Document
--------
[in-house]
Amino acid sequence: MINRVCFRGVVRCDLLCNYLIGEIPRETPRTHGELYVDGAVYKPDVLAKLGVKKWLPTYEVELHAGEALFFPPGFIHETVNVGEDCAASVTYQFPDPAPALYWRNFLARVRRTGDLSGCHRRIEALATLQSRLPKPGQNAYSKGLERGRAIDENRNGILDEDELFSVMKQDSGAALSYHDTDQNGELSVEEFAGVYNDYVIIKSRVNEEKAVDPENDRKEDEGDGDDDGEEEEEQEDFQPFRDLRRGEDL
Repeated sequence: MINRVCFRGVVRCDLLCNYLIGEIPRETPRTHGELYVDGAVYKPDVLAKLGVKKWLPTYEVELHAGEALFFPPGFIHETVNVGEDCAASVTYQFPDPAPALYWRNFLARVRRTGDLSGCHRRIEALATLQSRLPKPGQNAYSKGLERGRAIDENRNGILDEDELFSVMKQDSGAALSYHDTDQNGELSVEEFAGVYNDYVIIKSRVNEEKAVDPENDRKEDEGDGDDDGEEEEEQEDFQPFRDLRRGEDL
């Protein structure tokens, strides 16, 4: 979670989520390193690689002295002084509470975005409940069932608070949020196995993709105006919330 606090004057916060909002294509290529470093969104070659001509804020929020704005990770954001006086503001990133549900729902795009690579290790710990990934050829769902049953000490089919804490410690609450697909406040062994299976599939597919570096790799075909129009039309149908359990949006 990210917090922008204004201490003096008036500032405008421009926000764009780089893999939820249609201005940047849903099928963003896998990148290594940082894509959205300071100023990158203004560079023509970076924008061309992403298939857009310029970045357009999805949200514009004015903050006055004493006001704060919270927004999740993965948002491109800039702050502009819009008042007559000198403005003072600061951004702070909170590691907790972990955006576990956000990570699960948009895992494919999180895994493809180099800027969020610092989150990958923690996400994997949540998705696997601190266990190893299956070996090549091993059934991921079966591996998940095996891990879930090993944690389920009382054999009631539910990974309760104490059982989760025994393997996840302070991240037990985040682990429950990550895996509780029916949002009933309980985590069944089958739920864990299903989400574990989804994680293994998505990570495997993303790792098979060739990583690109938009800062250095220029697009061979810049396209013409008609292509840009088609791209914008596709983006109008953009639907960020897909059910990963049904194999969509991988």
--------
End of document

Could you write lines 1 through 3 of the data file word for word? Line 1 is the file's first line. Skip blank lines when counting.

[in-house]
Amino acid sequence: MINRVCFRGVVRCDLLCNYLIGEIPRETPRTHGELYVDGAVYKPDVLAKLGVKKWLPTYEVELHAGEALFFPPGFIHETVNVGEDCAASVTYQFPDPAPALYWRNFLARVRRTGDLSGCHRRIEALATLQSRLPKPGQNAYSKGLERGRAIDENRNGILDEDELFSVMKQDSGAALSYHDTDQNGELSVEEFAGVYNDYVIIKSRVNEEKAVDPENDRKEDEGDGDDDGEEEEEQEDFQPFRDLRRGEDL
Repeated sequence: MINRVCFRGVVRCDLLCNYLIGEIPRETPRTHGELYVDGAVYKPDVLAKLGVKKWLPTYEVELHAGEALFFPPGFIHETVNVGEDCAASVTYQFPDPAPALYWRNFLARVRRTGDLSGCHRRIEALATLQSRLPKPGQNAYSKGLERGRAIDENRNGILDEDELFSVMKQDSGAALSYHDTDQNGELSVEEFAGVYNDYVIIKSRVNEEKAVDPENDRKEDEGDGDDDGEEEEEQEDFQPFRDLRRGEDL